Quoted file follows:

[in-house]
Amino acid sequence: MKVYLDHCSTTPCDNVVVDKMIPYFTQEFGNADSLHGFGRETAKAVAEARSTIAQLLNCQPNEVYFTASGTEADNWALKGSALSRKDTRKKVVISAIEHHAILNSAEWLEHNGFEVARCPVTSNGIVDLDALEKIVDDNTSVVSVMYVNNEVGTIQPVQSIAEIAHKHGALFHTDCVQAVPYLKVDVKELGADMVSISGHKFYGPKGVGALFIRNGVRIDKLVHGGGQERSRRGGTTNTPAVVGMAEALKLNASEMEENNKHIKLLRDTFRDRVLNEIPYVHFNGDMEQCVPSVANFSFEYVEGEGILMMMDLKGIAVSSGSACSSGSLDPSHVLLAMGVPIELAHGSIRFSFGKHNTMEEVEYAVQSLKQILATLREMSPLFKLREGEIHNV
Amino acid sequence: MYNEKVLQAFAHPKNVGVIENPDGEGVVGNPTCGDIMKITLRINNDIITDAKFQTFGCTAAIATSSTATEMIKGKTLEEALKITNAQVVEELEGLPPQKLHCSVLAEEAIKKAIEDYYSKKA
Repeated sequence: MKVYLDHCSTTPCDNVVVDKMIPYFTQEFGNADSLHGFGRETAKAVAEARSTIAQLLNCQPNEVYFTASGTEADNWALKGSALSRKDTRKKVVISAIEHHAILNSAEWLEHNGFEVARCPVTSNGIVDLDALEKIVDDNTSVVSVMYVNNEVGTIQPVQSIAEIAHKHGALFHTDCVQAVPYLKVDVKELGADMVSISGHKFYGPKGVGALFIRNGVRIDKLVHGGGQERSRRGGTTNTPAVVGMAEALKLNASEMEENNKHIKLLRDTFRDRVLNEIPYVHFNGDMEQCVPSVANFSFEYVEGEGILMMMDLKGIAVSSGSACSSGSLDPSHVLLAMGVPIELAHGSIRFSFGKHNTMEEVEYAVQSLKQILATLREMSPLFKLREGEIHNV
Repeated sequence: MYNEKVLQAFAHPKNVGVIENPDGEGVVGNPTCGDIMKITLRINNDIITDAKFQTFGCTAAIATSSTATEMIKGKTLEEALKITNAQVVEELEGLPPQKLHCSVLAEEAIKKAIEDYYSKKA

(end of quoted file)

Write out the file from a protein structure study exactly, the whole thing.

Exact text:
[in-house]
Amino acid sequence: MKVYLDHCSTTPCDNVVVDKMIPYFTQEFGNADSLHGFGRETAKAVAEARSTIAQLLNCQPNEVYFTASGTEADNWALKGSALSRKDTRKKVVISAIEHHAILNSAEWLEHNGFEVARCPVTSNGIVDLDALEKIVDDNTSVVSVMYVNNEVGTIQPVQSIAEIAHKHGALFHTDCVQAVPYLKVDVKELGADMVSISGHKFYGPKGVGALFIRNGVRIDKLVHGGGQERSRRGGTTNTPAVVGMAEALKLNASEMEENNKHIKLLRDTFRDRVLNEIPYVHFNGDMEQCVPSVANFSFEYVEGEGILMMMDLKGIAVSSGSACSSGSLDPSHVLLAMGVPIELAHGSIRFSFGKHNTMEEVEYAVQSLKQILATLREMSPLFKLREGEIHNV
Amino acid sequence: MYNEKVLQAFAHPKNVGVIENPDGEGVVGNPTCGDIMKITLRINNDIITDAKFQTFGCTAAIATSSTATEMIKGKTLEEALKITNAQVVEELEGLPPQKLHCSVLAEEAIKKAIEDYYSKKA
Repeated sequence: MKVYLDHCSTTPCDNVVVDKMIPYFTQEFGNADSLHGFGRETAKAVAEARSTIAQLLNCQPNEVYFTASGTEADNWALKGSALSRKDTRKKVVISAIEHHAILNSAEWLEHNGFEVARCPVTSNGIVDLDALEKIVDDNTSVVSVMYVNNEVGTIQPVQSIAEIAHKHGALFHTDCVQAVPYLKVDVKELGADMVSISGHKFYGPKGVGALFIRNGVRIDKLVHGGGQERSRRGGTTNTPAVVGMAEALKLNASEMEENNKHIKLLRDTFRDRVLNEIPYVHFNGDMEQCVPSVANFSFEYVEGEGILMMMDLKGIAVSSGSACSSGSLDPSHVLLAMGVPIELAHGSIRFSFGKHNTMEEVEYAVQSLKQILATLREMSPLFKLREGEIHNV
Repeated sequence: MYNEKVLQAFAHPKNVGVIENPDGEGVVGNPTCGDIMKITLRINNDIITDAKFQTFGCTAAIATSSTATEMIKGKTLEEALKITNAQVVEELEGLPPQKLHCSVLAEEAIKKAIEDYYSKKA